Facebook is testing a new tool to fight revenge porn in Australia, but there is a rather awkward catch: Facebook needs you to send the platform your nudes first. If you're afraid a photo of yours might be shared on Facebook by, let's say, a excommunicated ex or a spurned spouse, you share that photo with Facebook, and they block that photo from ever showing up.
ABC News reports that the system is being trialled in Australia and three other countries. When asked how a photo will look to a Facebook employee once a user uploads it, Weaver said that in order to determine whether an image is objectionable, "it has to be clearly visible". Anytime someone tries to upload a photo, it is checked against that fingerprint and rejected if it matches.
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"This partnership gives Australians a unique opportunity to proactively inoculate themselves from future image-based abuse by coming to our portal and reporting tool", said Julie Inman Grant, Australia's eSafety Commissioner, in a statement.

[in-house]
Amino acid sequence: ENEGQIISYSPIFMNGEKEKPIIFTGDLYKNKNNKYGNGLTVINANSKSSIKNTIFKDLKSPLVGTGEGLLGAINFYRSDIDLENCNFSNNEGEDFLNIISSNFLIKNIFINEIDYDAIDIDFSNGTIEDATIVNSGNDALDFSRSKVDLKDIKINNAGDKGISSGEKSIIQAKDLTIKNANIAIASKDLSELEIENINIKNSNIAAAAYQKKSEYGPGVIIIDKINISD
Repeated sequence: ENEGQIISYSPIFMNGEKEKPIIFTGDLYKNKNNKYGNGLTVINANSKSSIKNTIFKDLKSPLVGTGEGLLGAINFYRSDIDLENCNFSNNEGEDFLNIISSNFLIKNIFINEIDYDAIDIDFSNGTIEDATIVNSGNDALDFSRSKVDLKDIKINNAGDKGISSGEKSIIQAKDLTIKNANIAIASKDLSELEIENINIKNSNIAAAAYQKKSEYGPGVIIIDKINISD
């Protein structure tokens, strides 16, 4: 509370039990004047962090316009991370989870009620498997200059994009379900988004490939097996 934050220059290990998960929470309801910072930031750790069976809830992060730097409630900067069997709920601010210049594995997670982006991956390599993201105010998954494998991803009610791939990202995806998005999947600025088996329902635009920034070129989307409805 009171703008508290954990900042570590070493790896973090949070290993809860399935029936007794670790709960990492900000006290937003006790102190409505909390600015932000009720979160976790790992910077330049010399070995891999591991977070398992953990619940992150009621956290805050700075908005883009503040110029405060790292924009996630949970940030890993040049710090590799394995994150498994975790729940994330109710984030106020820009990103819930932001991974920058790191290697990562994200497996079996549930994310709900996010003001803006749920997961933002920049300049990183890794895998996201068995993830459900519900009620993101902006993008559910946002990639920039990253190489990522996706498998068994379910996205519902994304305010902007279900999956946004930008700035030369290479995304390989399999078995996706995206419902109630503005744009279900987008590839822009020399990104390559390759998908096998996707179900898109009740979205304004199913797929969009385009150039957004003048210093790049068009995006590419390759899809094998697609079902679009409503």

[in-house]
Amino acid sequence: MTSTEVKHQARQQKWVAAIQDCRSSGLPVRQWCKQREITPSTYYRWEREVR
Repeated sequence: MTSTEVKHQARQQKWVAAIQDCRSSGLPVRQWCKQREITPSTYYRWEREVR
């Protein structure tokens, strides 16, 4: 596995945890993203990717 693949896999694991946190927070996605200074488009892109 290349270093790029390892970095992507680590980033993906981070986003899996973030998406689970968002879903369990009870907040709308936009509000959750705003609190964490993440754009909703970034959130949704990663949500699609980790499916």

In April, Facebook announced that it would take steps to combat "revenge porn". There's no word yet on how long the trial may run.
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Grant went on to reassure everyone that Facebook is not storing the images, but is merely storing a link or digital fingerprint to the images.
Partnering with the Australian government's eSafety Office, the Menlo Park, California-based tech giant will accept the naked selfies via its Messenger app from persons who fear, for example, that a jilted lover has or is about to share images that are intimate in nature.
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It's not known if the new pilot project in Australia will come to Canada or the U.S. Once you report an image, "specially trained representatives" from Facebook's Community Operations review it and, if it's found to be in violation of the social network's Community Standards, take it down. Sending the message to yourself on Messenger allows Facebook to make a digital signature of said photo and hash it. Roughly four percent of US internet users have been victims of revenge porn, according to a 2016 Data & Society Research Institute report. More protections for people who could be affected by revenge porn are desperately needed, but this method of protecting privacy has some people unnerved.
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